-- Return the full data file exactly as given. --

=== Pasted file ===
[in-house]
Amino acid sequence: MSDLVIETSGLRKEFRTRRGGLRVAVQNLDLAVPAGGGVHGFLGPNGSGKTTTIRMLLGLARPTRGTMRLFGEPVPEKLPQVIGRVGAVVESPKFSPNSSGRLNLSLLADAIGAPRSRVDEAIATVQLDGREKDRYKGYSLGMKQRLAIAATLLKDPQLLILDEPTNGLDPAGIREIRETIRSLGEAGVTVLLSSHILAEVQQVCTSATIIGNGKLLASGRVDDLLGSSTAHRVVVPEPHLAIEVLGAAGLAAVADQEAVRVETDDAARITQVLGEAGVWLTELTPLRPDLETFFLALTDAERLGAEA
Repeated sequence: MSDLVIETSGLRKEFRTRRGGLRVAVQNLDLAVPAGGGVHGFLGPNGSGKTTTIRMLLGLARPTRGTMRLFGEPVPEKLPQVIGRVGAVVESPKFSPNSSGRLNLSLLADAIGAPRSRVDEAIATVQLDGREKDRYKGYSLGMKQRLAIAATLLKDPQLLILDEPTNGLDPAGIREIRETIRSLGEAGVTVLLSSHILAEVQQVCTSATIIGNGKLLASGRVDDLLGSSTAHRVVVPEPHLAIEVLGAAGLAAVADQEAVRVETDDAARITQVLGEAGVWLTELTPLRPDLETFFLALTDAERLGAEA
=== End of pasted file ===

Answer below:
[in-house]
Amino acid sequence: MSDLVIETSGLRKEFRTRRGGLRVAVQNLDLAVPAGGGVHGFLGPNGSGKTTTIRMLLGLARPTRGTMRLFGEPVPEKLPQVIGRVGAVVESPKFSPNSSGRLNLSLLADAIGAPRSRVDEAIATVQLDGREKDRYKGYSLGMKQRLAIAATLLKDPQLLILDEPTNGLDPAGIREIRETIRSLGEAGVTVLLSSHILAEVQQVCTSATIIGNGKLLASGRVDDLLGSSTAHRVVVPEPHLAIEVLGAAGLAAVADQEAVRVETDDAARITQVLGEAGVWLTELTPLRPDLETFFLALTDAERLGAEA
Repeated sequence: MSDLVIETSGLRKEFRTRRGGLRVAVQNLDLAVPAGGGVHGFLGPNGSGKTTTIRMLLGLARPTRGTMRLFGEPVPEKLPQVIGRVGAVVESPKFSPNSSGRLNLSLLADAIGAPRSRVDEAIATVQLDGREKDRYKGYSLGMKQRLAIAATLLKDPQLLILDEPTNGLDPAGIREIRETIRSLGEAGVTVLLSSHILAEVQQVCTSATIIGNGKLLASGRVDDLLGSSTAHRVVVPEPHLAIEVLGAAGLAAVADQEAVRVETDDAARITQVLGEAGVWLTELTPLRPDLETFFLALTDAERLGAEA